Cell-Based Flu Vaccines Offer the Best Match to Circulating Influenza Strains
Influenza viruses can change their genetic make-up not only between seasons but also during the course of a single flu season
A recent study showed that higher levels of mismatch have consistently occurred with egg-derived influenza vaccine viruses when compared with cell-derived vaccine viruses over multiple influenza seasons.
This study presented by Seqirus on October 6, 2018, used publicly available reports from the Worldwide Influenza Centre, and evaluated the degree of match (antigenic similarity) between the circulating (wild-type) H3N2 influenza virus and reference (candidate vaccine virus) H3N2 virus derived from both eggs and mammalian cells over 12 influenza seasons.
The study results found that there was a higher proportion of similarity between the circulating influenza virus and the cell-derived reference virus compared to the egg-derived reference virus.
Furthermore, for more than half of the influenza seasons evaluated, there was little or no antigenic similarity between the circulating H3N2 virus and the egg-derived H3N2 virus used to produce egg-based influenza vaccines.
“One of the challenges in fighting flu is that the viruses can change their genetic make-up rapidly -- not only between flu seasons but also during the course of a single season,” said FDA Commissioner Scott Gottlieb, M.D., in a separate statement during September 2018.
“As a result, the seasonal influenza vaccine needs to be evaluated annually to see whether its composition needs to be adjusted.”
“The release of these data follows the 2019 Southern Hemisphere strain selection meeting last week in Atlanta where the World Health Organization (WHO) for the first time recommended a change to the egg-derived H3N2 strain, but not to the cell-derived H3N2 strain,” said Ethan Settembre, Vice President of Research, Seqirus.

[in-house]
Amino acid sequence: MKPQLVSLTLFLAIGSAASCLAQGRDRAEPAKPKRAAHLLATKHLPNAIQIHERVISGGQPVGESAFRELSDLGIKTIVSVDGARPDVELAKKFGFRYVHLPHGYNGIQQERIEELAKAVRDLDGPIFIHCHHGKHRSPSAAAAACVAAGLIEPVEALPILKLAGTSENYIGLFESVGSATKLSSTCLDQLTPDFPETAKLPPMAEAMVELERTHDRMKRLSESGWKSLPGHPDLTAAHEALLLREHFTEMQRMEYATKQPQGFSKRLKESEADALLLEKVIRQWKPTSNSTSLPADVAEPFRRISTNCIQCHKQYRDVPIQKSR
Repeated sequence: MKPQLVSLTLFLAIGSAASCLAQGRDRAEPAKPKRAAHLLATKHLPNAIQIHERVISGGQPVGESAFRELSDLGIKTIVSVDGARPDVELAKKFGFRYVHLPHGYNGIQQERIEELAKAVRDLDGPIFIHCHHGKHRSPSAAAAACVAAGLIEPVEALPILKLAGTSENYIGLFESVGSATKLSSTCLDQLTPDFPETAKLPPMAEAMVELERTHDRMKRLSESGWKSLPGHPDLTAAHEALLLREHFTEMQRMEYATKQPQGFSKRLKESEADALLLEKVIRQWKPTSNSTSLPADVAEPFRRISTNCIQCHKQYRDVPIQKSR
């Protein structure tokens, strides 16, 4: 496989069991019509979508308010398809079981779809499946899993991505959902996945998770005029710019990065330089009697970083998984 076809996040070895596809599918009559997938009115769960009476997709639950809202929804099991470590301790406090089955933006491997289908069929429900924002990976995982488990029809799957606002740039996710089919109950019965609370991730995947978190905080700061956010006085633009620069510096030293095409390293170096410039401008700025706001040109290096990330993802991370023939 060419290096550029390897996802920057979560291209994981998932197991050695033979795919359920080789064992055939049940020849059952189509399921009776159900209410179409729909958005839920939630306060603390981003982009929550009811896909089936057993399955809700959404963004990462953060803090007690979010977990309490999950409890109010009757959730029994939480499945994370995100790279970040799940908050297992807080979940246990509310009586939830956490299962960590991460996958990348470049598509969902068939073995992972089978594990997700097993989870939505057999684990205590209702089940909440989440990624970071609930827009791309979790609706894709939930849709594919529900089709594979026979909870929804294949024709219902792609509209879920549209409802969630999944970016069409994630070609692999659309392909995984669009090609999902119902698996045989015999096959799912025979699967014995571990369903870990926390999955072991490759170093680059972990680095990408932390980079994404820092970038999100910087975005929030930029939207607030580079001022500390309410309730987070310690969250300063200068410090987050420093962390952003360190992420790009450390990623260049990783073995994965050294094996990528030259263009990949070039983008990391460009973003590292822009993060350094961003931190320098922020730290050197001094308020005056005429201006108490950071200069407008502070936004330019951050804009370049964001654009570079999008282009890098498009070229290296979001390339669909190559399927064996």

“The WHO decision is unprecedented and consistent with the data Seqirus presented at IDWeek during October 2018,” said Settembre in a press release.
According to the Centers for Disease Control and Prevention (CDC), growing influenza viruses in eggs can introduce changes that cause the body’s immune system to produce antibodies that are less effective at preventing diseases caused by circulating influenza viruses.
By maintaining the virus in cells from the initial isolation, cell-based influenza vaccines help avoid egg-adapted changes and may result in vaccines containing a virus that is more “like” wild-type circulating viruses.
Cell culture technology is potentially more flexible than the traditional technology, which relies upon an adequate supply of eggs, says the CDC.
According to the CDC, for the 2018-2019 flu season, providers may choose to administer any licensed, age-appropriate flu vaccine.
The vaccine options this season include:
- Standard dose flu shots. These are given into the muscle. They are usually given with a needle, but two (Afluria and Afluria Quadrivalent) can be given to some people (those aged 18 through 64 years) with a jet injector.
- High-dose shots for older people.
- Shots made with adjuvant for older people.
- Shots made with virus grown in cell culture.
- Shots made using a vaccine production technology (recombinant vaccine) that does not require the use of the flu virus.
- Live attenuated influenza vaccine (LAIV) – or the nasal spray vaccine – is also an option for use during the 2018-2019 season for persons whom it is otherwise appropriate.
Most pharmacies in the USA offer several FDA approved flu and vaccines. For the 2018-2019 flu season, the FDA says that providers may choose to administer any licensed, age-appropriate flu vaccine (IIV, RIV4, or LAIV4).
The CDC Vaccine Price List provides the private sector prices for general information.
Flu vaccine discounts can be found here.
Recent influenza vaccine news:
- Xofluza Beats Tamiflu in Phase 3 Clinical Study
- Cell-Culture and Egg-Based Flu Vaccines Similarly Un-Effective Against Influenza A
- High-Dose Flu Shot 30% More Effective at Reducing Senior Hospitalizations
For more information visit www.seqirus.com
- Statement by FDA Commissioner Scott Gottlieb, M.D., on preparations for the upcoming flu season and vaccinations
- Seqirus Presents Data at IDWeek Demonstrating Cell-Derived Viruses Have a Closer Match to Circulating Influenza Viruses Compared
- Recommended composition of influenza virus vaccines for use in the 2019 southern hemisphere influenza season
- Frequently Asked Flu Questions 2018-2019 Influenza Season
- How the Flu Virus Can Change: “Drift” and “Shift”
- Flu Vaccine Changes for the 2019 Southern Hemisphere